A personal note on Sunday: a diner in Memphis

No funny on Sunday today, just a personal note. 12 years ago, almost to date, my wife and I were traveling through the US for our honeymoon. The biggest part of our trip was route 66, but as we are both music lovers, we did a detour to Nashville and Memphis. It was in Memphis, just after visiting the Stax-studios and the National Civil Rights museum that it hit me, well it hit the both of us.

We were having a hamburger and a drink in a diner close to the hotel where Martin Luther King was shot. Nearby where we sat, there were some older black people also having lunch. They were in their late sixties, early seventies I guess. We realized that they had experienced the segregation. While for us it seemed like a strange and ancient history, it wasn’t.

Since that moment I’ve seen how this all is still a work in process. A process with sometimes big wins, such as an African-American in Office, sometimes with big setbacks. But a process that can’t be stopped.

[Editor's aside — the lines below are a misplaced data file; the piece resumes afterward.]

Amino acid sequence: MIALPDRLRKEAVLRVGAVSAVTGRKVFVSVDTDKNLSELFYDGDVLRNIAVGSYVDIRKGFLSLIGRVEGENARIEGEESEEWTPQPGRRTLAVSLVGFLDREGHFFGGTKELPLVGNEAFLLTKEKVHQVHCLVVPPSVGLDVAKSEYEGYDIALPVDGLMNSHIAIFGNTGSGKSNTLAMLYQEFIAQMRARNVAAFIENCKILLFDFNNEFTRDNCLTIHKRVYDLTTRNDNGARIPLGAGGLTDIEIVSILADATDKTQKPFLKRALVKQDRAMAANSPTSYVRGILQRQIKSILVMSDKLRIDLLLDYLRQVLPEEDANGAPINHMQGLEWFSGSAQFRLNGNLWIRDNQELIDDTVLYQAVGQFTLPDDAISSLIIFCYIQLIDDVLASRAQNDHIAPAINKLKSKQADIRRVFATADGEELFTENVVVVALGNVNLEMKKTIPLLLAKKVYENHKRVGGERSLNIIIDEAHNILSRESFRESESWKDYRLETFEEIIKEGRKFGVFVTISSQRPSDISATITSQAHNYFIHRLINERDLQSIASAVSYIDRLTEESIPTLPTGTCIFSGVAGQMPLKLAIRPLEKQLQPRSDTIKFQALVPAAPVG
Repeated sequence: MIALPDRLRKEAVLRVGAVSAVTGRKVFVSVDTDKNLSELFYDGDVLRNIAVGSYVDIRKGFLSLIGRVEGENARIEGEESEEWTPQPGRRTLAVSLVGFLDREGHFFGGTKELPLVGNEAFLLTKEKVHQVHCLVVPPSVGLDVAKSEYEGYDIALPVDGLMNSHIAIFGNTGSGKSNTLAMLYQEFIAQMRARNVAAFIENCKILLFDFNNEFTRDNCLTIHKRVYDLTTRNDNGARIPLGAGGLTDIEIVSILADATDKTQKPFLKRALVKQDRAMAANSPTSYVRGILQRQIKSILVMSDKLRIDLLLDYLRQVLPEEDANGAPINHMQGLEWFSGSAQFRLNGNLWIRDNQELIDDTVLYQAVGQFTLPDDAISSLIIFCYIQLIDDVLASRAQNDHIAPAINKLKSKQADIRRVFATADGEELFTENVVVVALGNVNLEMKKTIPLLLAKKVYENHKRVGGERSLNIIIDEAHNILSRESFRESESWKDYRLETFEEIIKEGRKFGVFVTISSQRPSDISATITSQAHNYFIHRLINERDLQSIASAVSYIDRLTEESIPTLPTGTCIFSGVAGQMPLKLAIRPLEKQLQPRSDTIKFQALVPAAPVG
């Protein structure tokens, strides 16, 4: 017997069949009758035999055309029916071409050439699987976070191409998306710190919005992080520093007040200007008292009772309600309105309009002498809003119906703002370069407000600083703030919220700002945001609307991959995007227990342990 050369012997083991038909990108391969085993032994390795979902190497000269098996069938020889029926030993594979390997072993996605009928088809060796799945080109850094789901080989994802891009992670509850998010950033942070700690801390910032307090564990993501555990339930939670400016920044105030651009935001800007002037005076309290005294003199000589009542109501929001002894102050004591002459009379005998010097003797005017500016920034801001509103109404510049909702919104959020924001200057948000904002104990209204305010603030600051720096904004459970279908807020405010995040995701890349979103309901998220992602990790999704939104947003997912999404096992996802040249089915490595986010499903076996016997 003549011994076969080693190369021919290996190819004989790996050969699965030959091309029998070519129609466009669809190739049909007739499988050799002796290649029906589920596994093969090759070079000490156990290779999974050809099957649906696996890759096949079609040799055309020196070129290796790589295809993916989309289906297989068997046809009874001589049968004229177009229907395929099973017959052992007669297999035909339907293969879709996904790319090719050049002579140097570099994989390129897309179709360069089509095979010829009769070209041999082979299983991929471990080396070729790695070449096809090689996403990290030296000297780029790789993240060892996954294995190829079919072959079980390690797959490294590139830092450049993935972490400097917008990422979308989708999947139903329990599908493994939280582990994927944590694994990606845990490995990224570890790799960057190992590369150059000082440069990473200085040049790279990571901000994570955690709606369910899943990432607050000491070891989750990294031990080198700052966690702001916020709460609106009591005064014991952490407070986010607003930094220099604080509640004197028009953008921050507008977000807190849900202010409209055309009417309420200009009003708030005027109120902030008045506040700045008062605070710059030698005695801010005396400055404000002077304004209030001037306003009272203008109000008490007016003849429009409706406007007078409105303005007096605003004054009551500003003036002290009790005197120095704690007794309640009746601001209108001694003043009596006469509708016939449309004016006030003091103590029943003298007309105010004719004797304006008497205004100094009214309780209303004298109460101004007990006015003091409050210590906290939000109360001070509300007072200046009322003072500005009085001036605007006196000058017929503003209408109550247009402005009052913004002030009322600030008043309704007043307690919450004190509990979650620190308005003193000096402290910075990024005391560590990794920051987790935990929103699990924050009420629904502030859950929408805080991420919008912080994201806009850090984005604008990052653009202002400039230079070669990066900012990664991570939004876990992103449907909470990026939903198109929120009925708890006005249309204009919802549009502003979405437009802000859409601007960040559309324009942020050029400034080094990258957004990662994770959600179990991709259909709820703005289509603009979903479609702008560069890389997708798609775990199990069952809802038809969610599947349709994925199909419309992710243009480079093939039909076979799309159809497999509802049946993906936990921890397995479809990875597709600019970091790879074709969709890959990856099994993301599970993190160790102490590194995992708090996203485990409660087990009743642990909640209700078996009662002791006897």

As an European it’s flabbergasting to see symbols of our own awful past marching through the streets of Charlottesville, by doing so bringing together the worst of our combined histories. Symbols for ideas that are sadly enough also still popular with small groups in Europe, even in Germany.

But this old song adopted by the Civil rights movement says it all:

 

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